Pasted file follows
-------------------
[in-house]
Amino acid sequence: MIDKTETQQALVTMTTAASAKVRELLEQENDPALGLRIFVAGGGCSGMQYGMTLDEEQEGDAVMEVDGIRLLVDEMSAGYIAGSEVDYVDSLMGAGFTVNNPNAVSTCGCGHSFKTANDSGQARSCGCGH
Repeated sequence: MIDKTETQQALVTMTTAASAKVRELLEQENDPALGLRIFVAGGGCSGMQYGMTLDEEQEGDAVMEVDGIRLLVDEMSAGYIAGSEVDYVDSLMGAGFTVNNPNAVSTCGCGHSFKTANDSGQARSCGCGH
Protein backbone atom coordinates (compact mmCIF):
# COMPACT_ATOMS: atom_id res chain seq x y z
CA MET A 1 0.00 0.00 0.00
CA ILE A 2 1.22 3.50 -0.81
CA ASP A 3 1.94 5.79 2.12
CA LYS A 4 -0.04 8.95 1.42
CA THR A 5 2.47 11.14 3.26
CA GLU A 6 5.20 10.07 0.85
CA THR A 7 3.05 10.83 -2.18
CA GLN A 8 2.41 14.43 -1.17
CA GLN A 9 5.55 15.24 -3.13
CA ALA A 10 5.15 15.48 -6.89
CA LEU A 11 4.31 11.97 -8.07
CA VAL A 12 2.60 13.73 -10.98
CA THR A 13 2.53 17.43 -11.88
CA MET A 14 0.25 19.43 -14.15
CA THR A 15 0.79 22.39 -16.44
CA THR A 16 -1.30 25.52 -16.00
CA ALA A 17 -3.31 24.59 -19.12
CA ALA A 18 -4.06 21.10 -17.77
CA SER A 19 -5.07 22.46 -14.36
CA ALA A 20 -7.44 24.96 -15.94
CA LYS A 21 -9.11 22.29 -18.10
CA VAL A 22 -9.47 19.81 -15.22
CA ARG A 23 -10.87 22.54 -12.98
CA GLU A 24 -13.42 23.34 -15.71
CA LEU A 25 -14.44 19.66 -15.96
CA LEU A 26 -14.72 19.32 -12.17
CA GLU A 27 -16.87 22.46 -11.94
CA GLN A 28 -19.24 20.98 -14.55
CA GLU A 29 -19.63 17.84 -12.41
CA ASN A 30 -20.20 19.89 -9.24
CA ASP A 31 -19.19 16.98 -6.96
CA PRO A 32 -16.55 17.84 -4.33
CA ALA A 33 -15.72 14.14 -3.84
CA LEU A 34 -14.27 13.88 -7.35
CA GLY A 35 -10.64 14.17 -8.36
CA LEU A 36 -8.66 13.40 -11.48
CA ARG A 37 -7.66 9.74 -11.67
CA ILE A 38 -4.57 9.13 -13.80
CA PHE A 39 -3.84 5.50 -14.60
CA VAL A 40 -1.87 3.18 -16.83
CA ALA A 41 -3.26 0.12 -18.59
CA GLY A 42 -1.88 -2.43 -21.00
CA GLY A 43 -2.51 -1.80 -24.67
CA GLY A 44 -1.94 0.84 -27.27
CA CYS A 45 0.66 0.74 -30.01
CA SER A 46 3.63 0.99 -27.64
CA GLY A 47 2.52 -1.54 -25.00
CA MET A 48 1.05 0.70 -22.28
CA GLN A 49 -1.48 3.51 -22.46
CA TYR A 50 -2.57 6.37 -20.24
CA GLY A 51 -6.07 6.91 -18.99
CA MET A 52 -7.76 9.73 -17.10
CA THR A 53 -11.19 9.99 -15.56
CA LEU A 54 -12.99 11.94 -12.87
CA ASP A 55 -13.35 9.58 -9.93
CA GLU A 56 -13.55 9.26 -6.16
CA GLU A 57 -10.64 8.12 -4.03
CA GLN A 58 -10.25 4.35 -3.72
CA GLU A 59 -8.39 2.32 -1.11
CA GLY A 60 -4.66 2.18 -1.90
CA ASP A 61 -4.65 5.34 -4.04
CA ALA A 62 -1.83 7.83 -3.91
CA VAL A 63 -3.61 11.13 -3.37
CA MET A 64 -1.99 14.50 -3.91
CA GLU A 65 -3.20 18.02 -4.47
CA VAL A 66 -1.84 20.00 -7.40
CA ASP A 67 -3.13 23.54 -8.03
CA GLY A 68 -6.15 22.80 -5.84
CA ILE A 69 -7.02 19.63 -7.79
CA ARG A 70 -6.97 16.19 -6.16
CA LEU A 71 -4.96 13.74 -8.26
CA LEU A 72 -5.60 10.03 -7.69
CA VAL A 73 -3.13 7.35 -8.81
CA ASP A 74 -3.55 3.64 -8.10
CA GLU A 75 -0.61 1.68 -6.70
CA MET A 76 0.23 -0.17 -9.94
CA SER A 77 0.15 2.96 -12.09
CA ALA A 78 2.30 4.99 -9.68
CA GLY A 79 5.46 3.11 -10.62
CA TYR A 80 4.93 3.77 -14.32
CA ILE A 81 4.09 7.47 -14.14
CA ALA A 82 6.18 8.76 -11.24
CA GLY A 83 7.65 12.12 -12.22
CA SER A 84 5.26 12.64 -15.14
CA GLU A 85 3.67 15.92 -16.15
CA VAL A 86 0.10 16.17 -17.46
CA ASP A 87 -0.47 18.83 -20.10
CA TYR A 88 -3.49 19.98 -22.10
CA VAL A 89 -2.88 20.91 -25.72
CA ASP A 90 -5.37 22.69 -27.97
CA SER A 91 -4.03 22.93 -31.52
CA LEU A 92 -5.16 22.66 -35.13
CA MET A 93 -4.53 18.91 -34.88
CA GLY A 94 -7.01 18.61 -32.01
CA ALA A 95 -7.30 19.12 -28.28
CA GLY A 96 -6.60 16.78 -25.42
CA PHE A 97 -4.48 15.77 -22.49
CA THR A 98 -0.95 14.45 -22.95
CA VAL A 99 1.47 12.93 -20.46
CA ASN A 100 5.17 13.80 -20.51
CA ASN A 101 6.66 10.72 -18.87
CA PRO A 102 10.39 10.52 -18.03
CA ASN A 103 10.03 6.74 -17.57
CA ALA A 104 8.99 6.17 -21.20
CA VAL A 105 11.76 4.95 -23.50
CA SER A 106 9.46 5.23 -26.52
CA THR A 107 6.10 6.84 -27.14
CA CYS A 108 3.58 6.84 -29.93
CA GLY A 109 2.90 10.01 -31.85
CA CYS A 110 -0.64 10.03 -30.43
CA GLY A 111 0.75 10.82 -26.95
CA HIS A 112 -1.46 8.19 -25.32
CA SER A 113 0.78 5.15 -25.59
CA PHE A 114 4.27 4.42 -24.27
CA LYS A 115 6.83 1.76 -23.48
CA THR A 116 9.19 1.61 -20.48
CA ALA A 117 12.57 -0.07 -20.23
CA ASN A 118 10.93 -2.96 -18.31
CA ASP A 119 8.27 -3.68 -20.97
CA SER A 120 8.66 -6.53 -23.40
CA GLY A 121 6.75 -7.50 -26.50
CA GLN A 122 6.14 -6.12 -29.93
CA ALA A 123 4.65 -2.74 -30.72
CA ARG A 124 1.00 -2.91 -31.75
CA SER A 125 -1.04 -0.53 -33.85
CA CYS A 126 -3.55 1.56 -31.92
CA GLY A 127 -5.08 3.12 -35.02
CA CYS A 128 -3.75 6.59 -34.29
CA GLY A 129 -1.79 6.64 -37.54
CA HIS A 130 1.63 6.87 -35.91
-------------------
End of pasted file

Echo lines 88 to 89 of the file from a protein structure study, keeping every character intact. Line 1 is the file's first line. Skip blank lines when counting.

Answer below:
CA GLY A 83 7.65 12.12 -12.22
CA SER A 84 5.26 12.64 -15.14